sity for the usual vacuum tank or fuel feeding pump.

Another object is to provide, a carburetor in which the fuel and air supplied to the engine will be uniformly mixed.

Another object is to provide means to supplemental fuel for acceleration.

Another object is to provide means for increasing the ratio of fuel to air for engine starting and for cold engine operation.

The invention consists in the improved construction and combination of parts, to be more fully described hereinafter and the novelty of which will be particularly pointed out and distinctly claimed.

In the accompanying drawing, to be taken as a part of this specification, I have fully and clearly illustrated a preferred embodiment of my invention, in which drawing- 7 Figure 1 is a view in vertical central section of a carburetor showing my invention, and

Fig. 2 is a top plan view of the carburetor of Fig. 1 but having the air inlet valve broken away to show the internal construction.

Referring to the drawing by characters of reference, i designates generally the carburetor casing having a vertical passageway theresupply through with an open upper end portion 2 providing an air inlet 'chambert. Opening downward from the chamber 8 eccentrically thereof,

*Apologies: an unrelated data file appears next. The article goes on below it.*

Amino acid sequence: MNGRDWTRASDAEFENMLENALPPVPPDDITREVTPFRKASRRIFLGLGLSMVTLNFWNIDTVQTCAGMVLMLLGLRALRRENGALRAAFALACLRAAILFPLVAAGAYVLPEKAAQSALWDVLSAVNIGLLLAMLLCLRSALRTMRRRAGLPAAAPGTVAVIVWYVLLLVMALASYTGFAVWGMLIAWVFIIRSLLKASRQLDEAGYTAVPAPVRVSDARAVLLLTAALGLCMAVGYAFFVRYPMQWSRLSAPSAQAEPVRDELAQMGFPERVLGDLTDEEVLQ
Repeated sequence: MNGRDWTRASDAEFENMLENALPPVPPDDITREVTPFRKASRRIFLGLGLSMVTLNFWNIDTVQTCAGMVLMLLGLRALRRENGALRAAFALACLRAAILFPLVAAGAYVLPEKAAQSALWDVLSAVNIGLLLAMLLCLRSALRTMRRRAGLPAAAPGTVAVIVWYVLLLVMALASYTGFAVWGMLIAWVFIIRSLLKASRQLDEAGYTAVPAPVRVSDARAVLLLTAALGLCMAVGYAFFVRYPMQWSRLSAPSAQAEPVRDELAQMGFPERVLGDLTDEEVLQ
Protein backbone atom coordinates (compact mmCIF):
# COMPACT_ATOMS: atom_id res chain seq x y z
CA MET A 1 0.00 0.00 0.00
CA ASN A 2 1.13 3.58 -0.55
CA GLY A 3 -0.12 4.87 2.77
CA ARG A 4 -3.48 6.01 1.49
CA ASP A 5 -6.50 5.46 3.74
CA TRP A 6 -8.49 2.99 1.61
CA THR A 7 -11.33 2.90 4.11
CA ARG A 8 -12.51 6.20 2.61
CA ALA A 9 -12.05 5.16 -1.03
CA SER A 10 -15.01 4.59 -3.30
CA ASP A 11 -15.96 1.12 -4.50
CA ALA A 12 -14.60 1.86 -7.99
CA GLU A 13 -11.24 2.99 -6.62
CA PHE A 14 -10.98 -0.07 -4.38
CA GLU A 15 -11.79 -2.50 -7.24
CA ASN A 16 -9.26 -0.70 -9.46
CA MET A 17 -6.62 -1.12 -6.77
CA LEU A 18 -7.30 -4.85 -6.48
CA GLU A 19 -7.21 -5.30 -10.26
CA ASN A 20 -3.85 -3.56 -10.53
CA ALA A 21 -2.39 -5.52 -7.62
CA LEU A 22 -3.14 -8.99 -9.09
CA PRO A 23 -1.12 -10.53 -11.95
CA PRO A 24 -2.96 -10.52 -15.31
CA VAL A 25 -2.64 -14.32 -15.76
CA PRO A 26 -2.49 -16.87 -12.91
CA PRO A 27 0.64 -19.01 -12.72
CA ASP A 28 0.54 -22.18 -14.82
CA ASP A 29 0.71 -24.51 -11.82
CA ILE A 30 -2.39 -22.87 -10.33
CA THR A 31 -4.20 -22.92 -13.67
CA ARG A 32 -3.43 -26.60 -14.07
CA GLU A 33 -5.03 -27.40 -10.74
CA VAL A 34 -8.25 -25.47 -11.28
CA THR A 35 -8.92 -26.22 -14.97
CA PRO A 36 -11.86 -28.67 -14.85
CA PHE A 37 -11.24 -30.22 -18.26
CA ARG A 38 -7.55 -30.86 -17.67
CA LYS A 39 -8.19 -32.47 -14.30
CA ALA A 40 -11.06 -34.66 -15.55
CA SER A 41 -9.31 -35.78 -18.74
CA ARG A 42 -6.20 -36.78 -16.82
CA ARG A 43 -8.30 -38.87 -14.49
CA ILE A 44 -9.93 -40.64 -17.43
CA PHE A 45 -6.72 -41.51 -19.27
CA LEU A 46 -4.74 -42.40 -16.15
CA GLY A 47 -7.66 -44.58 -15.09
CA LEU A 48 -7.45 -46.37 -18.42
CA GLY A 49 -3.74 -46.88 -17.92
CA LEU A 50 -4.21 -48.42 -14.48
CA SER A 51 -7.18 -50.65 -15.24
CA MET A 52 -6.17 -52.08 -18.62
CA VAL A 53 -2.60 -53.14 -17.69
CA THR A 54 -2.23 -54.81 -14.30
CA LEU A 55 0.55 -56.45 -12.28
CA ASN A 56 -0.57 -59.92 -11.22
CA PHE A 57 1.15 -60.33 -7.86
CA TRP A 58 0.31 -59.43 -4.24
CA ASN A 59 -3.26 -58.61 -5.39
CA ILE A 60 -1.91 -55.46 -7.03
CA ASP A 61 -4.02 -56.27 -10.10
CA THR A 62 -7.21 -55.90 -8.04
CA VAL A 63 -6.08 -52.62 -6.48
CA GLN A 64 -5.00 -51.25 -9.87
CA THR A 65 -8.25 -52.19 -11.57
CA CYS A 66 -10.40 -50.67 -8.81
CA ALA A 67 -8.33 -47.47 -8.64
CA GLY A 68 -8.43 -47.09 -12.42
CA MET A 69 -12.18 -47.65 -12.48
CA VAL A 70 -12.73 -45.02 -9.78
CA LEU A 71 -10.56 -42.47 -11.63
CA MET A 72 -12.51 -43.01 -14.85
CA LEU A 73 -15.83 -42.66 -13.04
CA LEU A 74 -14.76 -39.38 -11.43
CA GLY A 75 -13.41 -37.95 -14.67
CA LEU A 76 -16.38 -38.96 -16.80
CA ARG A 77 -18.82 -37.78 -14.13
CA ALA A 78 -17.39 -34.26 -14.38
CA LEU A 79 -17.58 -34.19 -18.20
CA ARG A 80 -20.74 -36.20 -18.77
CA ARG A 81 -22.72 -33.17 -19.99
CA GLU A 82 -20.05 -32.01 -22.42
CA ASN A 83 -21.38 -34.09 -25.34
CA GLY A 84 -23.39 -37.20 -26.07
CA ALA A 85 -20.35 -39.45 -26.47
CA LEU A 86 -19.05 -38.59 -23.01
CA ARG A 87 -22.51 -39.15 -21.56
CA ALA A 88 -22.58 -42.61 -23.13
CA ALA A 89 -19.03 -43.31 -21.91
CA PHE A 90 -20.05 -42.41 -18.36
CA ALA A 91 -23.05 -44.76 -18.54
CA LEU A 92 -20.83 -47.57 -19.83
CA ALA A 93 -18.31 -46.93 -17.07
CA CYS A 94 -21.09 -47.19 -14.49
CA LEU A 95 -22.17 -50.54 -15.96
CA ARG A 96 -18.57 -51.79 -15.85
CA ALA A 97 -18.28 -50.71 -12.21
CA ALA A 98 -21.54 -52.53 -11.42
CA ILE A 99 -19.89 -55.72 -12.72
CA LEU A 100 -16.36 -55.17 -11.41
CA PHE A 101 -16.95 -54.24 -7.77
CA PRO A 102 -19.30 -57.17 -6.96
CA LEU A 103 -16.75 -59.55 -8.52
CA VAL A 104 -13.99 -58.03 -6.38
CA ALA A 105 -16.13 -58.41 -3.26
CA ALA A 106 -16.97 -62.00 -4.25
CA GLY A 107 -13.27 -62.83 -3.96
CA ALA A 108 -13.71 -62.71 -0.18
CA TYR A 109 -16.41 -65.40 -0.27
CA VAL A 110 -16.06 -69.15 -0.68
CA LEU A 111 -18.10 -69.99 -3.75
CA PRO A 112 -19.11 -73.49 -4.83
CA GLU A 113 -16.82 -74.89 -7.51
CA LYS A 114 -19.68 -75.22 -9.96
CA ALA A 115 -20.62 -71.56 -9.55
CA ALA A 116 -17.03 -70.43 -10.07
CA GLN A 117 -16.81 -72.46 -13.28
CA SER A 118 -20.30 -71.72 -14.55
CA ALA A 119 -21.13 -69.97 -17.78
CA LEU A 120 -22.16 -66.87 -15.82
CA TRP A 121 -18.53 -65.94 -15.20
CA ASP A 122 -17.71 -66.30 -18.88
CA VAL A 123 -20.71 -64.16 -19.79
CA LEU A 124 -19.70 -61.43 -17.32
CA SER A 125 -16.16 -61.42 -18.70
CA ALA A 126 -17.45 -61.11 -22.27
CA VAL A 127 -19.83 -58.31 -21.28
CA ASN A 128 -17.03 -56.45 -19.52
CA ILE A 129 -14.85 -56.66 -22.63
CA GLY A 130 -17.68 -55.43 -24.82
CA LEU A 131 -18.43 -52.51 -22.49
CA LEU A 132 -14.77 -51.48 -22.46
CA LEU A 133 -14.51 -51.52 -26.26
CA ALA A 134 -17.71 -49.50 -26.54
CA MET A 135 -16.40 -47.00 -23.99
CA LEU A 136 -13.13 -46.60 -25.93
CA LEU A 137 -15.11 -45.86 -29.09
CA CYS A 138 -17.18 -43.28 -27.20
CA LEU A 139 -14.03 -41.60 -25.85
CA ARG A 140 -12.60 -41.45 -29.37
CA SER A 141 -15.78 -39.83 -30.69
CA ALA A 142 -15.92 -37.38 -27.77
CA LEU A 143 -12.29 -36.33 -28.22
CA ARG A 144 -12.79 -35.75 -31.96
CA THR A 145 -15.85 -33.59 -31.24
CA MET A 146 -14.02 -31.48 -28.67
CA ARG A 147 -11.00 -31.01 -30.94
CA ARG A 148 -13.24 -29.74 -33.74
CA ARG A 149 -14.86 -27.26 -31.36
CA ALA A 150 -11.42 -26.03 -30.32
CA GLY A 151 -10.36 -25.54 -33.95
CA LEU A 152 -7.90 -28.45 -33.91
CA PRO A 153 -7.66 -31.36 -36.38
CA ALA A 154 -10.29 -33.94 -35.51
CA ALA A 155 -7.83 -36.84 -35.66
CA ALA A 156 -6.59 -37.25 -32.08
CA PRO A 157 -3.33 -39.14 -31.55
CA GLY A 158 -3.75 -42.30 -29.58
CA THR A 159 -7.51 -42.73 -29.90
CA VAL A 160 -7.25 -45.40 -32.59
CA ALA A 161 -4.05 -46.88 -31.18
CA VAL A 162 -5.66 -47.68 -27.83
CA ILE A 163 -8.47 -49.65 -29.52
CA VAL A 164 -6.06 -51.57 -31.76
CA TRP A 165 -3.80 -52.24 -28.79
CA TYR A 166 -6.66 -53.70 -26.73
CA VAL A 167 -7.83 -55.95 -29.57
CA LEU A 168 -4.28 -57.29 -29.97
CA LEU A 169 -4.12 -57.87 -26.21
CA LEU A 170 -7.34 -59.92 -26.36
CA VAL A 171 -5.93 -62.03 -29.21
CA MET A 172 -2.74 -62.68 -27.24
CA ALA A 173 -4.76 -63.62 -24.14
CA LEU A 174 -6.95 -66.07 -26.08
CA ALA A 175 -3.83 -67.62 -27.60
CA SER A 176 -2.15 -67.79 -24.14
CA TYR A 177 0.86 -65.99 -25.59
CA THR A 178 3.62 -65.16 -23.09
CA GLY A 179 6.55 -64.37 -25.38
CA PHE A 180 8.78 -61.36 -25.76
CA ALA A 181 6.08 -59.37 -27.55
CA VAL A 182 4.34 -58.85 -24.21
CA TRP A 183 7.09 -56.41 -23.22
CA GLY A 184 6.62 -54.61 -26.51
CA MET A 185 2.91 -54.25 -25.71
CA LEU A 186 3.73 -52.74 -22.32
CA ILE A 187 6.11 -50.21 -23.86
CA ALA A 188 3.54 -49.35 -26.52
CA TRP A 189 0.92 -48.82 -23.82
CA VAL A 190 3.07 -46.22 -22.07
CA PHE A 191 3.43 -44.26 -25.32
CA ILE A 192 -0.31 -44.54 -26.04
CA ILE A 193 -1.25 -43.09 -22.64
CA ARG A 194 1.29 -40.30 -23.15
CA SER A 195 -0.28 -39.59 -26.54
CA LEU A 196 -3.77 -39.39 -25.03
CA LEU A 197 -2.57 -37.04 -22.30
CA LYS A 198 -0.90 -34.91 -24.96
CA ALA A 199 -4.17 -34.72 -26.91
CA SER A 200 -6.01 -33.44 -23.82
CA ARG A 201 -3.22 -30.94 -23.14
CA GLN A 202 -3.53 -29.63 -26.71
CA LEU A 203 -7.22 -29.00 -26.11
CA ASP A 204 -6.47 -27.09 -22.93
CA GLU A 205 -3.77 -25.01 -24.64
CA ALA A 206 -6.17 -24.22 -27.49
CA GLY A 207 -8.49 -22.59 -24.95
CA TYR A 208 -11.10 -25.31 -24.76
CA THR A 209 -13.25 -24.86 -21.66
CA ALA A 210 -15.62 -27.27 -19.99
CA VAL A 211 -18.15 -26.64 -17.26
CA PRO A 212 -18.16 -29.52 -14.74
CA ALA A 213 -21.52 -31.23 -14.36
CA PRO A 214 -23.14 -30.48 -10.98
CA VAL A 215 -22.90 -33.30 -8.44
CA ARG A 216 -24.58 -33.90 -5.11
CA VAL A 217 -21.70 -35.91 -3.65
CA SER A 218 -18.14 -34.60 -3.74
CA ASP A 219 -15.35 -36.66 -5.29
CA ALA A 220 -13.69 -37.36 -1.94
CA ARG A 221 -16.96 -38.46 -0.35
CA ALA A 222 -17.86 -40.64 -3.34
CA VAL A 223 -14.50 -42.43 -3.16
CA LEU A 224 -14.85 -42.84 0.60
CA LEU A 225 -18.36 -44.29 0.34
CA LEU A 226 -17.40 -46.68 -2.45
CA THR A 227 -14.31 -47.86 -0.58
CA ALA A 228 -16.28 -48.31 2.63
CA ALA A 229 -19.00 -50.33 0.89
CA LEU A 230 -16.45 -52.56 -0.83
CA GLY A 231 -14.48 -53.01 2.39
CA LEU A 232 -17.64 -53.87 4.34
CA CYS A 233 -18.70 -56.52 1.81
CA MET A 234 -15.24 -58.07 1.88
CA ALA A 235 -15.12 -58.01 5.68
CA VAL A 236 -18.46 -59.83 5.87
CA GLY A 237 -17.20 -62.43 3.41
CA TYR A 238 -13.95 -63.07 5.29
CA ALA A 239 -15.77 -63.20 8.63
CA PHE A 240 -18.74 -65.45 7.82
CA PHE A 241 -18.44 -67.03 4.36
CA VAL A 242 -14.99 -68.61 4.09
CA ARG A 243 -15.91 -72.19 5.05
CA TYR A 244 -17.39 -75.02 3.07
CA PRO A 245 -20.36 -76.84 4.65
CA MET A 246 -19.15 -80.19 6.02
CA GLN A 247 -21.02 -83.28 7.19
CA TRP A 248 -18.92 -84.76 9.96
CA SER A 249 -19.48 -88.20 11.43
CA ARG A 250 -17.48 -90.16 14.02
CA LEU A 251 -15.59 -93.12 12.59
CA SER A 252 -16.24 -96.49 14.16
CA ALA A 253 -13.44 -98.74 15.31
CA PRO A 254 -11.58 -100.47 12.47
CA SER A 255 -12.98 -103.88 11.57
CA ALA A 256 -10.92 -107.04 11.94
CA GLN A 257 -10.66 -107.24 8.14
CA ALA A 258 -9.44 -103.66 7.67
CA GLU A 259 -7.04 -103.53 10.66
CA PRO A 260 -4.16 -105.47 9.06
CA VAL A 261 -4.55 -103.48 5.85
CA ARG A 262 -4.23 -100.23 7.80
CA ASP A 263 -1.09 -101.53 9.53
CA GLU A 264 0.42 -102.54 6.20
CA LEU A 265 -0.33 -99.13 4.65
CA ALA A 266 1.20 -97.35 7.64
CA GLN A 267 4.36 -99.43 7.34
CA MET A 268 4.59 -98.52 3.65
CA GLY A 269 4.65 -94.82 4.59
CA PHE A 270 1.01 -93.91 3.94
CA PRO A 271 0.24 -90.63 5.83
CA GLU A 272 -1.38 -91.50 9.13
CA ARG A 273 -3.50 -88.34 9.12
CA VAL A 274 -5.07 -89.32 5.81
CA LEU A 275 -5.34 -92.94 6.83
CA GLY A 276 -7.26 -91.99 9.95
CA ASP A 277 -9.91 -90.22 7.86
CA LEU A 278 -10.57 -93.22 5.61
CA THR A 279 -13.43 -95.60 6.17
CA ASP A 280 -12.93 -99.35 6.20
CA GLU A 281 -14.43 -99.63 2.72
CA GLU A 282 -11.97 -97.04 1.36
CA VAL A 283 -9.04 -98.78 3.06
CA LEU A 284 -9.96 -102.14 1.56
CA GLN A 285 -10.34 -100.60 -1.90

there is a mixing chamber a which discharges through a throttle body member 5 having a flange t by which the carburetor may be secured to the inlet manifold of the engine. Within the throttle body member 5 there is a butterfly type throttle valve '7 rotatably supported by a throttle shaft 8. Positioned at one side of the mixingchamber a there is a vertically extending cylindrical dash-pot and pump chamber a which iseccentric of but directly beneath the air inlet 3. The chamber 9 is separated from the air inlet 3 by a horizontally extending wall it which has therein a cylindrical recess ll opening downward into and concentrically with the chamber 9. A guideway it extends concentrically from the upper end of the recess il through the wall it to the air inlet 3. Reciprocally guided and fitting in the guideway ii there is a valve stem I3 which ex- 55' tends at its upper end into the inlet 3 and has pivotally secured thereto a link 14. Within the air inlets and controlling admission of air to the I mixing chamber 4, there is e. suction responsive air valve plate I5 which is eccentrically mounted on a shaft It to swing downward across the entrance to the mixing chamber 4. The link M is pivotally secured toa. bracket l1 secured to the underside of the plate It on the opposite side of shaft lBfrom the chamber 5 so that the valve stem. It will be lifted on opening movement of the air valve. A supporting member i8 projects from the wall' I0 into the mixing chamber A and has a vertical bore i9 therethrough concentric with the longitudinal axis of the mixing chamber. Tightly fitting and secured within the bore is there is a nozzle member 26 which extends downward therefrcm- The nozzle member 26 has a converging-diverging Venturi-like bore providing a throat 2i positioned within the length of bore is. The throat preferably comprises a short downward flaring portion of greater included angle than the diverging discharge portion 22 of the nozzle member so that the throat entrance from the converging air inlet portion 23 of the bore will be the most restricted portion of the nozzle bore. Supported by the casing i there is a float chamber member it having a constant level reservoir 25 with a fuel inlet 26 from the usual supply tank. The inlet 25 is controlled by the usual float operated valve mechanism 27 which serves to maintain the liquid levelsubstantially constant at say the line L-L. The reservoir 25 is provided with a calibrated air inlet to from atmosphere, the reservoir being otherwise sealed against air admission. A fuel supply conduit 29 leads from the bottom of the float chamber into the lower end of the dash pot chamber 9. Reciprocal in the wall recess ii there is a tubularvalve port member so having at its upper end a restricted por- 1 tion at providing a valve port. The, lower end portion 32 of member 30 is of enlarged internal diameter and extends downward into the chamber 9.. The upper portion of member 30 is provided with an external rack cooperable with a pinion 33 for reciprocating the member 80. Reciprocally fitting within the tubular portion 82, there is a sleeve member 33 having a flange 8d at its lower end on which seats an annular cupshaped piston 35. The tubular valve port member 30 is urged upward and the piston 35 is opposed in upward movement by a helical coil spring 38 which surrounds the sleeve member 83 and the lower tubular portion 32 and which abuts a spring seat member "secured to and extending laterally from the portion 32. Intermediate the ends of the valve stem is there is a metering valve 38 cooperable with and extending through the port It. The lower end portion of the stem I I is secured as by a cross pin is in a spider 4| rigidly fixed within the sleeve member 83 Leading from the recess ii at its upper end and on the outlet side of port ll there is a fuel conduit 4| which opens into the bore I! for communication with a calibrated orifice 42 which opens into the throat 2i. A vapor conveying conduit 48 for gas and air extends through the wall I. from the reservoir 25 above the liquid level therein.